# Singularity Summit

ScienceBlogs’ Razib is back from the Singularity Summit, with summaries of a good portion of the proceedings and some interesting links. Relatively recently I’ve written about why the Singularity very well may not happen (at least not the wilder version) – roughly, the growth curve of technology may be logistic rather than exponential thanks to the limiting effect of physical laws.

Probably the most passionate proponent of the Singularity is Ray Kurtzweil, and according to a piece Razib links, he disagrees. (The piece itself is somewhat old, but apparently he presented an updated version at the conference.) I find his disagreement profoundly unconvincing, but interesting enough to comment upon. Let me quote the first few sentences before getting to the meat, much later in the essay:

An analysis of the history of technology shows that technological change is exponential, contrary to the common-sense “intuitive linear” view. So we won’t experience 100 years of progress in the 21st century — it will be more like 20,000 years of progress (at today’s rate). The “returns,” such as chip speed and cost-effectiveness, also increase exponentially. There’s even exponential growth in the rate of exponential growth.

Yeesh. That surely made the mathematically inclined readers wince. Of course there’s exponential growth in the rate of exponential growth. That’s the definition of exponential. The growth of the growth of the growth of the growth [repeat as desired] will be exponential too, for as far as you want to carry it. That’s just the way any exponential function works. Moving on, and skipping way down to the relevant bit:

Why Intelligence is More Powerful than Physics
As intelligence saturates the matter and energy available to it, it turns dumb matter into smart matter. Although smart matter still nominally follows the laws of physics, it is so exquisitely intelligent that it can harness the most subtle aspects of the laws to manipulate matter and energy to its will. So it would at least appear that intelligence is more powerful than physics.

Counterexample: the most powerful intelligence in the world, human or computer or (for that matter) God himself, cannot beat me in Tic-Tac-Toe without cheating. The rules simply don’t allow any room for increased intelligence to result in increased performance. Perfect play requires only childlike intelligence plus a few games worth of experience. The laws of the universe are not fully known and in any case are much more complicated. But we have no reason to believe they can be bent at will by sufficient smarts. If our current knowledge is correct, plenty of things will remain impossible – breaking lightspeed, breaking the Heisenberg uncertainty principle, violating the conservation laws, and so forth. It might not be correct, but it seems a stretch to assume that the rules cease to apply when a genius examines them.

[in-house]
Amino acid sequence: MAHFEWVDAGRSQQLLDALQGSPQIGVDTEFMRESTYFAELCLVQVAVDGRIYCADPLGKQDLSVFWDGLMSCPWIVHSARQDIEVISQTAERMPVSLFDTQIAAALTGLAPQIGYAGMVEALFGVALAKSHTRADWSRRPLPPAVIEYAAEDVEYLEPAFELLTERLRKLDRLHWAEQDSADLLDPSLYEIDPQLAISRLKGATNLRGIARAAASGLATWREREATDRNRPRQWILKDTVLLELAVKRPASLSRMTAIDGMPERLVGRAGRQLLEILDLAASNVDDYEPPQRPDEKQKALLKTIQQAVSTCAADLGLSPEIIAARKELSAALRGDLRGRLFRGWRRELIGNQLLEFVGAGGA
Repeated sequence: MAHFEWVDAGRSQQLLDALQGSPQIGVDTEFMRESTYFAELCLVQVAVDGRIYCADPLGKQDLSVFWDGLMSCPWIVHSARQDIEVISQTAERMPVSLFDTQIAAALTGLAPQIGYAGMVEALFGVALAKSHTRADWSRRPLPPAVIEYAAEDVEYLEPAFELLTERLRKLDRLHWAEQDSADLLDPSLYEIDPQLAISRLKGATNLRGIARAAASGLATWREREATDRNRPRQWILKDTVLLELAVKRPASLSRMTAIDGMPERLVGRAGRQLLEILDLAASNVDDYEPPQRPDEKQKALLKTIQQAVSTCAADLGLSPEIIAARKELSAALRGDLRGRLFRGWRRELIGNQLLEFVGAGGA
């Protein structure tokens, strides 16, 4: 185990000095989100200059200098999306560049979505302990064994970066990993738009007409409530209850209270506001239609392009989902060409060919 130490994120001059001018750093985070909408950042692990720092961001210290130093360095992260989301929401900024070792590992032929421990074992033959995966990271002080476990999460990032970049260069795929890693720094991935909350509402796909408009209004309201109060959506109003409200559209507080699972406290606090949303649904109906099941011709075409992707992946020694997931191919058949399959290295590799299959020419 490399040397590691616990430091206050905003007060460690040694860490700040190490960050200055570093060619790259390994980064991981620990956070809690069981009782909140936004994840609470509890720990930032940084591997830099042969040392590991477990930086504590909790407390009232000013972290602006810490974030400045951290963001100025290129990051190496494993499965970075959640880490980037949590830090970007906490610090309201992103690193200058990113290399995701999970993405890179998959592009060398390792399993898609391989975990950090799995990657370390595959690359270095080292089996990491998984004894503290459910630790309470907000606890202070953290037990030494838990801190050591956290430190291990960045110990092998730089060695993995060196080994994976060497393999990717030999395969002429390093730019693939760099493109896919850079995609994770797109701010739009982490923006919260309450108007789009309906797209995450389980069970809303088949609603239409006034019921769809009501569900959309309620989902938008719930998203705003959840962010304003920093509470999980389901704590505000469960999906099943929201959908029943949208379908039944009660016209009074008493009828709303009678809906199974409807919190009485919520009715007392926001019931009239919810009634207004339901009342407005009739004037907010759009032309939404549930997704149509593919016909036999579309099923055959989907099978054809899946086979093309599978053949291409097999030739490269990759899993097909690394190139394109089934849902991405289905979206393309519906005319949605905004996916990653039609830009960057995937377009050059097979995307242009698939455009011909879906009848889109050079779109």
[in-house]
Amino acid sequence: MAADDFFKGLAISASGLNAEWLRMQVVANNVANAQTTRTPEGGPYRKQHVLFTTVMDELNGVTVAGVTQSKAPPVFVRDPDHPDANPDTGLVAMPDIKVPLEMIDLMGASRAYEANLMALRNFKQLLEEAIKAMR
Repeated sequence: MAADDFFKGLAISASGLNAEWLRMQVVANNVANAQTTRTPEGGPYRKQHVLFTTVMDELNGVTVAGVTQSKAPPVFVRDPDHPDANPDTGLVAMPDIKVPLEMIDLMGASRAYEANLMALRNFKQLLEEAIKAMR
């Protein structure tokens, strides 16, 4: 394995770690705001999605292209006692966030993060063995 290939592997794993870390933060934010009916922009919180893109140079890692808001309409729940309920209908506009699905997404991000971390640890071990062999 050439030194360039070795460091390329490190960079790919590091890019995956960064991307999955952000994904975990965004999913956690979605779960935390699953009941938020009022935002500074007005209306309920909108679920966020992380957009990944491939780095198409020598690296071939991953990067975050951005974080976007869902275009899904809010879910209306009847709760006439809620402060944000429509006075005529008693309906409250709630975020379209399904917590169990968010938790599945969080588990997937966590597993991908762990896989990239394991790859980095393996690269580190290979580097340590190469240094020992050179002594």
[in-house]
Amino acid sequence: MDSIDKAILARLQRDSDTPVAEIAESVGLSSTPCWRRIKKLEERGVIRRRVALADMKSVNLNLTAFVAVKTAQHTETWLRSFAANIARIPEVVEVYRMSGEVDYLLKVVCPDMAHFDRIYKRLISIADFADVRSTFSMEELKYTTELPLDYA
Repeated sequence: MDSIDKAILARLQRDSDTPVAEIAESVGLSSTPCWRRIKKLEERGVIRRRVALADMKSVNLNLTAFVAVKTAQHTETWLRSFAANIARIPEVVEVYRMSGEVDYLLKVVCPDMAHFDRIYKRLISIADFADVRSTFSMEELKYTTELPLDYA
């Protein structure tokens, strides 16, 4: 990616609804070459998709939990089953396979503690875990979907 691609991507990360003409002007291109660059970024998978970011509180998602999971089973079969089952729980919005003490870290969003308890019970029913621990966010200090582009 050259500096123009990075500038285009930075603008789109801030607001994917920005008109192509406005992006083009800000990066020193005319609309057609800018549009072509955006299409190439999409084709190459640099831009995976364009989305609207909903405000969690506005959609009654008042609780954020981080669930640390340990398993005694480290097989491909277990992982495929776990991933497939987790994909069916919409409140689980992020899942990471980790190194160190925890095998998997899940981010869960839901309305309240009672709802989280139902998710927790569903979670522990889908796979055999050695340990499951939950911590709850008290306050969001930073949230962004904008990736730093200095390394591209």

Perhaps what I should say is that intelligence is more powerful than cosmology. That is, once matter evolves into smart matter (matter fully saturated with intelligence), it can manipulate matter and energy to do whatever it wants. This perspective has not been considered in discussions of future cosmology. It is assumed that intelligence is irrelevant to events and processes on a cosmological scale. Stars are born and die; galaxies go through their cycles of creation and destruction. The Universe itself was born in a big bang and will end with a crunch or a whimper, we’re not yet sure which. But intelligence has little to do with it. Intelligence is just a bit of froth, an ebullition of little creatures darting in and out of inexorable universal forces. The mindless mechanism of the Universe is winding up or down to a distant future, and there’s nothing intelligence can do about it.

That’s the common wisdom, but I don’t agree with it. Intelligence will be more powerful than these impersonal forces. Once a planet yields a technology creating species and that species creates computation (as has happened here on Earth), it is only a matter of a few centuries before its intelligence saturates the matter and energy in its vicinity, and it begins to expand outward at the speed of light or greater. It will then overcome gravity (through exquisite and vast technology) and other cosmological forces (or, to be fully accurate, will maneuver and control these forces) and create the Universe it wants. This is the goal of the Singularity.

At this point one must genuflect in the direction of the greatest science fiction short story every written, but I’m pretty sure it will remain fiction. Why in the world should gravity be able to be overcome, any more than the rules of Tic-Tac-Toe? There’s much we don’t understand about gravity on the cosmic and microscopic scales, but there’s a whole bunch we do understand. It points in the direction of mathematical impossibility to simply overcome it at will.

I am optimistic about the future of technology, and I’m sure it will change the world in many profound and interesting ways. Science and technology have a lot of room left to grow. But I’m pretty sure it’s not infinite. If the effort to rule the laws of the entire cosmos were traded on Wall Street, I’m pretty sure I wouldn’t be investing.

1. #1 Nathan Myers
October 8, 2009

We have copious examples of singularity events in history. Jared Diamond covers several of them in Collapse. If you’re hoping for a singularity, just wait, you’re likely to get one, good and hard.

2. #2 Greg
October 8, 2009

There’s even exponential growth in the rate of exponential growth.

He’s probably thinking that e to the e’th power is, like, exponentially exponential, man. *puff*

3. #3 Zifnab
October 8, 2009